To obtain the complete text of the article online, go to:
http://www.cdc.gov/mmwr/preview/mmwrhtml/mm5227a4.htm

To obtain a camera-ready (PDF format) copy of this issue of MMWR, go to:
http://www.cdc.gov/mmwr/PDF/wk/mm5227.pdf

To access an array of smallpox information from the CDC website, go to: http://www.bt.cdc.gov/agent/smallpox

HOW TO OBTAIN A FREE ELECTRONIC SUBSCRIPTION TO THE MMWR:
To obtain a free electronic subscription to the "Morbidity and Mortality Weekly Report" (MMWR), visit CDC's MMWR website at: http://www.cdc.gov/mmwr Select "Free Subscription" from the menu at the left of the screen. Once you have submitted the required information, weekly issues of the MMWR and all new ACIP statements (published as MMWR's "Recommendations and Reports") will arrive automatically by email.
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July 14, 2003
CDC PUBLISHES AN UPDATE ON THE CURRENT MONKEYPOX OUTBREAK

The Centers for Disease Control and Prevention (CDC) published "Update: Multistate Outbreak of Monkeypox--Illinois, Indiana, Kansas, Missouri, Ohio, and Wisconsin, 2003" in the July 11 issue of the "Morbidity and Mortality Weekly Report" (MMWR). A portion of the article's first two paragraphs is reprinted below.

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CDC and state and local health departments continue to investigate cases of monkeypox among persons in the United States who had contact with wild or exotic mammalian pets or with persons with monkeypox. This report updates results of the epidemiologic investigation, provides information on the use of smallpox vaccine during the outbreak, and summarizes the animal tracing activities to identify the origin and subsequent distribution of infected animals.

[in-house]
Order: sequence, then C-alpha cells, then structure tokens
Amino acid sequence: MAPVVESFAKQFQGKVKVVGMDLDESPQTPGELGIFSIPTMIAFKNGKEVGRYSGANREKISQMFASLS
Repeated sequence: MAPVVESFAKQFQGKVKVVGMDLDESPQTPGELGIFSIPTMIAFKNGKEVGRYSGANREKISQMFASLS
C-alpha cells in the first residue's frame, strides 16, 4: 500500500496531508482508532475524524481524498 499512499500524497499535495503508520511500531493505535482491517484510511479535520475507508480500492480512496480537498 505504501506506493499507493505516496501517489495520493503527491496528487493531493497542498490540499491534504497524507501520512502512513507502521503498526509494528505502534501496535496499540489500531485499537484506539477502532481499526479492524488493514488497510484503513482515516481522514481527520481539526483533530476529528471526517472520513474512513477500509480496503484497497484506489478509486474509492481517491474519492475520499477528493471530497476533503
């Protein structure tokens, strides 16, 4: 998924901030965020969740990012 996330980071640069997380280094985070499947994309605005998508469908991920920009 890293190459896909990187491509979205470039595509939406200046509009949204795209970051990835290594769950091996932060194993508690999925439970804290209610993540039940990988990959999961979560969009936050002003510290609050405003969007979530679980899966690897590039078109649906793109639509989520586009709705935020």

Epidemiologic Investigation

As of July 8, 2003, a total of 71 cases of monkeypox have been reported to CDC from Wisconsin (39), Indiana (16), Illinois (12), Missouri (two), Kansas (one), and Ohio (one); these include 35 (49%) cases laboratory-confirmed at CDC and 36 (51%) suspect and probable cases under investigation by state and local health departments. Eleven cases were excluded from those reported previously because they met the exclusion criteria outlined in the updated national case definition, and one new case was added.

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To obtain the complete text of the article online, go to:
http://www.cdc.gov/mmwr/preview/mmwrhtml/mm5227a5.htm

To obtain a camera-ready (PDF format) copy of this issue of MMWR, go to:
http://www.cdc.gov/mmwr/PDF/wk/mm5227.pdf

To access an array of information on monkeypox from the CDC website, go to: http://www.cdc.gov/ncidod/monkeypox

 

Immunization Action Coalition1573 Selby AvenueSt. Paul MN 55104
E-mail: admin@immunize.org Web: http://www.immunize.org/
Tel: (651) 647-9009Fax: (651) 647-9131

This page was updated on July 21, 2003